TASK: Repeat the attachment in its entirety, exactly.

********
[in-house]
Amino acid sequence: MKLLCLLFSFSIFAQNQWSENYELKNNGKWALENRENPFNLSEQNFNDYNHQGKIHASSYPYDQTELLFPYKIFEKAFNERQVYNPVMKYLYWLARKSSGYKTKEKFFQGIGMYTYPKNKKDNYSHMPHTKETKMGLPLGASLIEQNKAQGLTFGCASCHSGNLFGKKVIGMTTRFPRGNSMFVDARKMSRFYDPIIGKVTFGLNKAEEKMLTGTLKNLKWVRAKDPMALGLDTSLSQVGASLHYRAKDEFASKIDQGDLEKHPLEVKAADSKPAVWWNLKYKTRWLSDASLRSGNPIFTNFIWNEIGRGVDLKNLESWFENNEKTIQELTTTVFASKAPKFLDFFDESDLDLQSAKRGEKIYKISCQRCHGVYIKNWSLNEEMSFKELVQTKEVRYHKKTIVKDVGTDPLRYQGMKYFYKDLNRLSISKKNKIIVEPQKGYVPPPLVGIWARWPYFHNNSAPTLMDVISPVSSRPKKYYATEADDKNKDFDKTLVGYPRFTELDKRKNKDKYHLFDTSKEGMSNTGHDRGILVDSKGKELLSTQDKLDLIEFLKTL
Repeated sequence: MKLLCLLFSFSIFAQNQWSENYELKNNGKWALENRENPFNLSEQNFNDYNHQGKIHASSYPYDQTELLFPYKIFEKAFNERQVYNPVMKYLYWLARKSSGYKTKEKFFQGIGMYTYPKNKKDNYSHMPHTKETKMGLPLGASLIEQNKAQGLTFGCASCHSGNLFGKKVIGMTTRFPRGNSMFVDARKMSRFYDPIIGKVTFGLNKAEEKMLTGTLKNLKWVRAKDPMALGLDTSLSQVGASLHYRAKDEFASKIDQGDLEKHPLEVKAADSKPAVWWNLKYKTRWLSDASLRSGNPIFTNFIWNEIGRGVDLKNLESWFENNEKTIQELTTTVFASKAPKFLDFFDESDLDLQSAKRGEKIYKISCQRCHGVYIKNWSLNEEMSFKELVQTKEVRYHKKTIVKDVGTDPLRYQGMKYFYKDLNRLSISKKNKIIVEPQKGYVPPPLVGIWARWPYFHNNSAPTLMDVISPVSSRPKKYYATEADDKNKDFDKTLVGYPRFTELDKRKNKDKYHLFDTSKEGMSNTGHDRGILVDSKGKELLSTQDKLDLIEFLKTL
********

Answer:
[in-house]
Amino acid sequence: MKLLCLLFSFSIFAQNQWSENYELKNNGKWALENRENPFNLSEQNFNDYNHQGKIHASSYPYDQTELLFPYKIFEKAFNERQVYNPVMKYLYWLARKSSGYKTKEKFFQGIGMYTYPKNKKDNYSHMPHTKETKMGLPLGASLIEQNKAQGLTFGCASCHSGNLFGKKVIGMTTRFPRGNSMFVDARKMSRFYDPIIGKVTFGLNKAEEKMLTGTLKNLKWVRAKDPMALGLDTSLSQVGASLHYRAKDEFASKIDQGDLEKHPLEVKAADSKPAVWWNLKYKTRWLSDASLRSGNPIFTNFIWNEIGRGVDLKNLESWFENNEKTIQELTTTVFASKAPKFLDFFDESDLDLQSAKRGEKIYKISCQRCHGVYIKNWSLNEEMSFKELVQTKEVRYHKKTIVKDVGTDPLRYQGMKYFYKDLNRLSISKKNKIIVEPQKGYVPPPLVGIWARWPYFHNNSAPTLMDVISPVSSRPKKYYATEADDKNKDFDKTLVGYPRFTELDKRKNKDKYHLFDTSKEGMSNTGHDRGILVDSKGKELLSTQDKLDLIEFLKTL
Repeated sequence: MKLLCLLFSFSIFAQNQWSENYELKNNGKWALENRENPFNLSEQNFNDYNHQGKIHASSYPYDQTELLFPYKIFEKAFNERQVYNPVMKYLYWLARKSSGYKTKEKFFQGIGMYTYPKNKKDNYSHMPHTKETKMGLPLGASLIEQNKAQGLTFGCASCHSGNLFGKKVIGMTTRFPRGNSMFVDARKMSRFYDPIIGKVTFGLNKAEEKMLTGTLKNLKWVRAKDPMALGLDTSLSQVGASLHYRAKDEFASKIDQGDLEKHPLEVKAADSKPAVWWNLKYKTRWLSDASLRSGNPIFTNFIWNEIGRGVDLKNLESWFENNEKTIQELTTTVFASKAPKFLDFFDESDLDLQSAKRGEKIYKISCQRCHGVYIKNWSLNEEMSFKELVQTKEVRYHKKTIVKDVGTDPLRYQGMKYFYKDLNRLSISKKNKIIVEPQKGYVPPPLVGIWARWPYFHNNSAPTLMDVISPVSSRPKKYYATEADDKNKDFDKTLVGYPRFTELDKRKNKDKYHLFDTSKEGMSNTGHDRGILVDSKGKELLSTQDKLDLIEFLKTL